Anne M. Smith-Nochasak:
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On April 27th, 2021, I came home to learn that I was now a self-published author. In an earlier blog, Self-publishing Unfiltered , I described the fun and frustration of the first two months of my publication journey. I was interviewed by Lighthouse NOW, and my book went smoothly to consignment. Life was gentle and simple.
The next ten months were, at times, like navigating a canoe through class five waters with a cracked paddle. It was less simple, less gentle.
The journey is measured in moments, not sales. I learned to enjoy the summer markets. Fellow vendors shared their strength. I had incredible suggestions and encouragement from authors. It was hard to hear that a few well-chosen questions would work better than my wordy displays, but I also knew they were right. I rushed home and reworked my display – and next afternoon heard such good things. Barb, wherever you are, THANK YOU. You freed my marketing spirit!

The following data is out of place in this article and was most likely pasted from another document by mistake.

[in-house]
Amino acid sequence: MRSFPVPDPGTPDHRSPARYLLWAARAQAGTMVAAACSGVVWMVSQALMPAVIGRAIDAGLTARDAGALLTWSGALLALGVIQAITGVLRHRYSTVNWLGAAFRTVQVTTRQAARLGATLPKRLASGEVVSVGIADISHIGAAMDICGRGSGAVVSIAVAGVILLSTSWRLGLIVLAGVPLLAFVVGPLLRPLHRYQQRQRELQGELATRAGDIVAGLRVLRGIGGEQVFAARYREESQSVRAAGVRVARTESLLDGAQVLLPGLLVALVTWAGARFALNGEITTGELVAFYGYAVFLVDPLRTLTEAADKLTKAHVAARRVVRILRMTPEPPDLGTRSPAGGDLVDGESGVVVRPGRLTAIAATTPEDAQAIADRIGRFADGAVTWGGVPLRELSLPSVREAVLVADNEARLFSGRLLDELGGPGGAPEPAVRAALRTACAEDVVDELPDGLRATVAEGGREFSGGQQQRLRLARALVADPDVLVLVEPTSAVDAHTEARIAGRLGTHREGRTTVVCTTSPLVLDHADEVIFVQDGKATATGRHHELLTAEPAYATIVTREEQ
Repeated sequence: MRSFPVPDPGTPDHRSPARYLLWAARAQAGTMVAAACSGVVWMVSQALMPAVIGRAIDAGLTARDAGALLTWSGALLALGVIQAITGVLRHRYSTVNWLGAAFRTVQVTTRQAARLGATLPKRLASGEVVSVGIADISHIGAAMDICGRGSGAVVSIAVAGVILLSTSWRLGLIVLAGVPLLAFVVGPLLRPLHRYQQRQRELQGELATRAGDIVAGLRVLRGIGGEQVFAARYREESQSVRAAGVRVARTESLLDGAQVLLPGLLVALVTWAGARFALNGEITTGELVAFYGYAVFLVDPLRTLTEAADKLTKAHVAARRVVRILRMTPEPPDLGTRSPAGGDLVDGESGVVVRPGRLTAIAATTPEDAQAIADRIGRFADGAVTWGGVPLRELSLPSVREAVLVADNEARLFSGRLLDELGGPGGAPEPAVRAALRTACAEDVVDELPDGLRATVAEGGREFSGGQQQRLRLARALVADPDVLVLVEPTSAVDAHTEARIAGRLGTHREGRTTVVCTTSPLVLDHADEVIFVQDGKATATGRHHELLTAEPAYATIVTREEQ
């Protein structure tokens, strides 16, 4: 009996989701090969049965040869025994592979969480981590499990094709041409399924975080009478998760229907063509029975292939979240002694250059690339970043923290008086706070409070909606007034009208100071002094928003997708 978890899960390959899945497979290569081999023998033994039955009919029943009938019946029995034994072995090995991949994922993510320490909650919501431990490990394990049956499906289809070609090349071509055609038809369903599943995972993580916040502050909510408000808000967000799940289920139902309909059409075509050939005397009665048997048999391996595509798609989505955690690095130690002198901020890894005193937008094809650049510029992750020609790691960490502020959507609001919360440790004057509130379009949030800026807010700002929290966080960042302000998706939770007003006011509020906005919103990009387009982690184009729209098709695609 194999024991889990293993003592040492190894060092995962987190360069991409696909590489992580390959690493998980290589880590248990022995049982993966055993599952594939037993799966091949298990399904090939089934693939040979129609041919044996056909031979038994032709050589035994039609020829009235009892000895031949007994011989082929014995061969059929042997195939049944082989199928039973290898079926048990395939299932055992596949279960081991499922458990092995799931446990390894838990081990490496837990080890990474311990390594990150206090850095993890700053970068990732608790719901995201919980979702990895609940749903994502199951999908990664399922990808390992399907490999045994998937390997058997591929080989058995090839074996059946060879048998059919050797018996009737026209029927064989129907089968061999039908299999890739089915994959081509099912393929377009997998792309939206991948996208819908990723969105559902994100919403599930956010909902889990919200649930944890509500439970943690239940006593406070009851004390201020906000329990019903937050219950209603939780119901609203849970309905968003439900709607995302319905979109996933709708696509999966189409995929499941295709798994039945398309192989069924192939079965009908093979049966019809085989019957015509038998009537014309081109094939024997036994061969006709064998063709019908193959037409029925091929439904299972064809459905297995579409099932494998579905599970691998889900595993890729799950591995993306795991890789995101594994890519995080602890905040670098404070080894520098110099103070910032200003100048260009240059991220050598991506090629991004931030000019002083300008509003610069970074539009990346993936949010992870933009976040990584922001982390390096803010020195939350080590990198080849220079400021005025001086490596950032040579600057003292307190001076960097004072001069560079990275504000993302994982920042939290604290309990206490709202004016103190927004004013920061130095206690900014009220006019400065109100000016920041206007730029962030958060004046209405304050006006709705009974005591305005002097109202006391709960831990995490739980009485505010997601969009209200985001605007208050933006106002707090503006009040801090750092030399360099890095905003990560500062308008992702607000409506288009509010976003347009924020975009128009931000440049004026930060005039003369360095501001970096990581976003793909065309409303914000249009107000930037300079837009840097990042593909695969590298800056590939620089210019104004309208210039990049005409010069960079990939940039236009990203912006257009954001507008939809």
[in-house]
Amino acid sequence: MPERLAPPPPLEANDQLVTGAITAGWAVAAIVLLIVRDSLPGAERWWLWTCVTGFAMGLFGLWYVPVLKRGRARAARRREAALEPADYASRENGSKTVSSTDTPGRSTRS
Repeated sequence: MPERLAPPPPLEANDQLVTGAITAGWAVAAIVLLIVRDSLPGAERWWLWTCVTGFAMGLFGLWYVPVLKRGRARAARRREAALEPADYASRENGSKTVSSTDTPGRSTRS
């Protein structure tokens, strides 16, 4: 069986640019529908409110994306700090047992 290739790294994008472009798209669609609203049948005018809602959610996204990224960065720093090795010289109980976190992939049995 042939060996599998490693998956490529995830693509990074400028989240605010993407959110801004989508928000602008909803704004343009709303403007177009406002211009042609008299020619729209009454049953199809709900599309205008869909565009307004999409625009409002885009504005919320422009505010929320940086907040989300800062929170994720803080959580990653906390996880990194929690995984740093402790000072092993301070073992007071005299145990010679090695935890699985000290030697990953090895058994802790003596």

The Miramichi Reader stepped forward with a positive review and ongoing support. South Branch Scribbler later provided an interview. There were such joyful moments.
In between, there came illness, cancellations, and explanations. With recovery came quick bookings and the discovery that Canoer had caught the Christmas current, for consignment copies will surely sell if you really need them. I scrounged copies from friends to fill out the display, while FriesenPress negotiated the labyrinth of supply chains in pandemic times. I do not think they anticipated me when they developed a sound marketing plan.
Five days later, two boxes of books appeared by the front door, the dog again claiming the credit. I think that FriesenPress must have connections at the North Pole, or an equivalent mythic location. That got me through to Christmas, my friends got books back, and then I vanished for surgery and a winter of recovery, useful for finishing my work in progress.